The University of Tasmania-driven final report of the national policy inquiry into housing tax reform has been released to positive media reaction.
The inquiry has been led by University researchers, notably Dr Kathleen Flanagan, Deputy Director, of the Housing and Community Research Unit; Research Fellow Julia Verdouw and Institute for the Study of Social Change Director Professor Richard Eccleston, for the Australian Housing and Urban Research Institute (AHURI) over the past two years.
“Applied slowly over time as recommended, the AHURI report’s tax reforms would go a long way to closing the doors once and for all on the irresponsible casino Australian housing has become, and to ensure fairer access to property ownership for all Australians,” wrote Jessica Irvine, a senior economics writer with Fairfax Media.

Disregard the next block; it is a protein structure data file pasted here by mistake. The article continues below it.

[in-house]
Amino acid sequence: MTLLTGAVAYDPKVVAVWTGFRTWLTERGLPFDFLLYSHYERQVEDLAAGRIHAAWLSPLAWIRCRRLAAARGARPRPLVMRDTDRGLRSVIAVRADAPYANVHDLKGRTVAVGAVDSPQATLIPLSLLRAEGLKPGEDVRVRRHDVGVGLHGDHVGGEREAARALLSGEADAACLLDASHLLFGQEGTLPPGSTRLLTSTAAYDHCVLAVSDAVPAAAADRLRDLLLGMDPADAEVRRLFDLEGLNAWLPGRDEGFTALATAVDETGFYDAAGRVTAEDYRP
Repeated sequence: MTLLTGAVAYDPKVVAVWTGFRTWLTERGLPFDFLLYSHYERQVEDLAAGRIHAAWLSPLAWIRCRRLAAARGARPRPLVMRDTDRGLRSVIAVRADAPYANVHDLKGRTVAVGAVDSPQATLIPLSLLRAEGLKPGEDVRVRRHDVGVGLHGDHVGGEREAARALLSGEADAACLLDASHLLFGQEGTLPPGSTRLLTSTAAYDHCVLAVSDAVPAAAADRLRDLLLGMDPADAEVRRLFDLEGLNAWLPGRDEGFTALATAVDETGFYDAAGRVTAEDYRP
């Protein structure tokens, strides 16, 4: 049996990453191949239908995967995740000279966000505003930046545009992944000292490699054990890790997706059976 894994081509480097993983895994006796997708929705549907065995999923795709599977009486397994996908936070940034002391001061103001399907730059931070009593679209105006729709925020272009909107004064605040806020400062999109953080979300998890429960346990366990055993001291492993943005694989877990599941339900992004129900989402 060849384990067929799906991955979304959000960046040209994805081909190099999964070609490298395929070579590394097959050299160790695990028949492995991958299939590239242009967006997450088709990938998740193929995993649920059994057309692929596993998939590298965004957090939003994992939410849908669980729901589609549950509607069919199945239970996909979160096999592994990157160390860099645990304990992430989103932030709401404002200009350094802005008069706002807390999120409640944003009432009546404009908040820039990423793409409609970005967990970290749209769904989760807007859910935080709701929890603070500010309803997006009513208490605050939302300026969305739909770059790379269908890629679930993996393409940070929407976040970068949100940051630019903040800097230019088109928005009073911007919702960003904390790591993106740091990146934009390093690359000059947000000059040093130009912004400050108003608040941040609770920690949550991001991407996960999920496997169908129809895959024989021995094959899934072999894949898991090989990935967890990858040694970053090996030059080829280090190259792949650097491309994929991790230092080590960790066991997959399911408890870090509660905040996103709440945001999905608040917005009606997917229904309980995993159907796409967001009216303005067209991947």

“It should be compulsory reading for all state and federal politicians.”
The report begins: “Despite a sustained period of economic growth in Australia, housing affordability and accessibility have declined significantly in recent years. The resulting shortage of suitable, affordable housing is having an adverse effect on the housing needs and aspirations of many Australians and represents a growing risk to the Australian economy.”
Then it identifies the reason why: “There is increasing evidence that tax policy settings are contributing to the problem, exacerbating intergenerational inequality, inflated housing prices and reduced mobility.”
Read the executive summary: